Where in God’s name is anyone who cares?

The lies. The hate. The trash talking. The conniving. The ulterior motives. The letdowns. The heartbreak. The indifference. The inability to care or love anyone well. The audacity to invoke the name of Jesus—this man who died on a cross for all our sins—only to treat other believers like steaming piles of disposable dog shit.

How can this be true? Jesus, are you there? How can you be real? Where in God’s name is anyone who cares?

In my heart of hearts, I desperately want the Bible to be real. I need there to have been a man who spent his entire life loving and serving people, who went toe to toe with the pious assholes and won. Who showed compassion to people in their darkest hour instead of leaving them to be stoned in the middle of the street.

I need there to be Christians who care about actually making a damn difference instead of being obsessed with which pastor they prefer and why coffee stand doesn’t have pumpkin spice in stock yet.

What would my life be if I hand’t spent a decade giving everything to God? Would I be happier? Would I have better friends? Would I still be alive?

What does it mean if the people who have actually been there for me don’t proclaim to know Jesus at all?


I, more than most it seems, know that God’s character isn’t changed by the crusades of life. That is, if God is real, if he had a son named Jesus, the horrendous incapabilities of his followers only point to a greater and more desperate need for a savior.

Nevertheless, despite my years tirelessly serving Him, I can’t seem to cut through the bullshit this time. I can’t pretend anymore. Like most of my millennial peers, I can’t seem to quiet the rattling questions in my brain.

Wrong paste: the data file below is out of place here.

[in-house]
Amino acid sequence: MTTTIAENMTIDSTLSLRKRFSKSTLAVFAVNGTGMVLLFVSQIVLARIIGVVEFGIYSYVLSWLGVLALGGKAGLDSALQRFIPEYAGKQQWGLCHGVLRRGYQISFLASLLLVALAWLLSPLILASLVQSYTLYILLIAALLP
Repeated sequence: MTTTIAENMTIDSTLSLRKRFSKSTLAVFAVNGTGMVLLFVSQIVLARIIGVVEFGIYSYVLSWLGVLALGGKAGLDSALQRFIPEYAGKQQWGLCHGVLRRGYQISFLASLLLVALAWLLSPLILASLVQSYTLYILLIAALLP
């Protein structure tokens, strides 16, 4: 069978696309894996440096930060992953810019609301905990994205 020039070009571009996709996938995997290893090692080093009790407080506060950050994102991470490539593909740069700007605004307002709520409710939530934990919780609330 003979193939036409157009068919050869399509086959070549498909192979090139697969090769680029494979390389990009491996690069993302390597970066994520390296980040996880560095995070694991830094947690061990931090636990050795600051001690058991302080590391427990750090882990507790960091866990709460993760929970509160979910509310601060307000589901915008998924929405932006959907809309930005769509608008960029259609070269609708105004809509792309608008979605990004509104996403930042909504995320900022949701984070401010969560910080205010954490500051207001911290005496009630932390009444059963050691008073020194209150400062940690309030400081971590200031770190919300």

If I am a voice of my generation, this burned out, exhausted, beaten down voice is whimpering…

How can this be true? Jesus, are you there? How can you be real? Where in God’s name is anyone who cares?

Love,





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2 ความคิดเห็น


Guest
02 ก.ค. 2565

Hi Sam

My wife sent me your article today as I have been a non-believer/agnostic for 5-6 years now, but only open about it to her within the last couple years. As I read the article many thoughts came to my head and then when I read the only comment so far, Guest#4946 said exactly many of the things coming to my mind, even responding almost a year after the article. Must be a "God Thing" (not).

I no longer believe in the god and the Jesus of the Bible. There is no longer a way in my mind to do the mental gymnastics it takes to reconcile the Old Testament god to the New Testament god. The OT go…

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Guest
14 มิ.ย. 2565

Hey, Sam. I'm Bee. I'm a former evangelical who read this ages ago and is only responding now.

The answer to your questions, if I'm being honest, is that humanity is a beautiful thing. God, Buddha, and other deities worshipped today were created out of a desire to bring peace to a dangerous world; after all, a great being in the sky that rewards peace and punishes those who do harm to others is a great way to ensure everyone treats each other with respect.

However, the modern evangelical church is an absolute perversion of these ideals. Most supposed "Bible-believing Christians" are simply conservatives who wish to feel righteous in their hatred of others and their own feeling of smug…